Cisco has $60 billion overseas doing nothing. Cisco's CEO has said that if the company could bring that cash back, it would raise its dividend, increase its share buyback, and spend on mergers and acquisitions. He said:
I think it would [create jobs] for Cisco, but it would also create jobs beyond that... If we come back — if we were to increase our dividend — then that flows through the mutual funds, which flows through to the middle-class America, which flows through to make people feel better about their income.
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How Long Can the Trump Rally Last?
So, I like the rally in banks. And buying Cisco here is also a good idea.
I'm not so bullish on the $1 trillion infrastructure bill that Trump has promised. I mean yes, of course, this needs to be done. America's roads and bridges should be in better shape. I just question how much that spending will really help the bottom line for companies like Caterpillar (NYSE: CAT) and U.S. Steel (NYSE: X).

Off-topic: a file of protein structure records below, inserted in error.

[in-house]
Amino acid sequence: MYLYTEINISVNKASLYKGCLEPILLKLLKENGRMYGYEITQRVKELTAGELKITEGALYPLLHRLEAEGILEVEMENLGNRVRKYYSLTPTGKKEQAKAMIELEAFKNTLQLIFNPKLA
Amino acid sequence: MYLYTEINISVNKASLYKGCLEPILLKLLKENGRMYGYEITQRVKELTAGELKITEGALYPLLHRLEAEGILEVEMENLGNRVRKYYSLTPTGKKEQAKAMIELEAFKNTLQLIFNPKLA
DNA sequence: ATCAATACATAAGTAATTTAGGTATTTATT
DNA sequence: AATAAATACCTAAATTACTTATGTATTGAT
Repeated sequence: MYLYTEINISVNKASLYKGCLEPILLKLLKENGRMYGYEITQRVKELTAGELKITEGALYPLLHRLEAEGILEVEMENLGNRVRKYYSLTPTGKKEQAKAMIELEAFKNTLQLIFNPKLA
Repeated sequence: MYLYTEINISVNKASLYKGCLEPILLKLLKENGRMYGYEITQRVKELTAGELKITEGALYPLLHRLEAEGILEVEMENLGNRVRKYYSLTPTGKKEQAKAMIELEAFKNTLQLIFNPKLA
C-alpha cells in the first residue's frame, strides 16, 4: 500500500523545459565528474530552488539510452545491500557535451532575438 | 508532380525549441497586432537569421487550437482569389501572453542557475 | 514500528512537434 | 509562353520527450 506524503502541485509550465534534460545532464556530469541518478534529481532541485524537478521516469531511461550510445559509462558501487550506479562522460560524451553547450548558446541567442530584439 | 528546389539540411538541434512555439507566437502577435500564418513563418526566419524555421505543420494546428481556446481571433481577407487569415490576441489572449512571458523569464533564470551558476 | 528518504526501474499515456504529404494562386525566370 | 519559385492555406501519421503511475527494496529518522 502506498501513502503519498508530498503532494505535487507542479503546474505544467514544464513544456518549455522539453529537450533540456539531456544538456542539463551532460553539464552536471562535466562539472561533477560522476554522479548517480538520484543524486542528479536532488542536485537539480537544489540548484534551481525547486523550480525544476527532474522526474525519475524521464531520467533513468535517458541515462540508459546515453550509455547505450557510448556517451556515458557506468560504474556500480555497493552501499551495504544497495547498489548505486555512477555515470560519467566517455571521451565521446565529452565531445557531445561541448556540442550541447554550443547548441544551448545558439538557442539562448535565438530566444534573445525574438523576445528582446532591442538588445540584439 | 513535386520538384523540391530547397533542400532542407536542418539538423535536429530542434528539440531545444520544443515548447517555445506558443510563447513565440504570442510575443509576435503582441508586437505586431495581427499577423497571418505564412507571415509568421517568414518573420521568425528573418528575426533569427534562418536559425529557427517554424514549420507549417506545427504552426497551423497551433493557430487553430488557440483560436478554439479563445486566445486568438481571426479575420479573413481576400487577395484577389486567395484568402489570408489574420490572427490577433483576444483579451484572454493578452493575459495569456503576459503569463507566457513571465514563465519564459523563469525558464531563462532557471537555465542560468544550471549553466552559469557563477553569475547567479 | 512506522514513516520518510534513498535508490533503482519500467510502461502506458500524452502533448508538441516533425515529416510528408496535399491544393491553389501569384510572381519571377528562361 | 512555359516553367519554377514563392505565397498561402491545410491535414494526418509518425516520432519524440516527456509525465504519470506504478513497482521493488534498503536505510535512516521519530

U.S. Steel has just about doubled since the election. CAT is up 13%.
Remember, we did an $830 billion infrastructure bill: the American Recovery and Reinvestment Act of 2009. It was a big flop, as the money that was sent to states was squandered on other things. Reportedly only 10% of that loot was actually spent on infrastructure. I see no reason to think Trump's bill would end up any differently. Because that's what governments do with cash — they squander it on pet projects and other boondoggles.
So I am not bullish on heavy machinery and steel.
And there is a downside to investing in a Trump presidency: Twitter.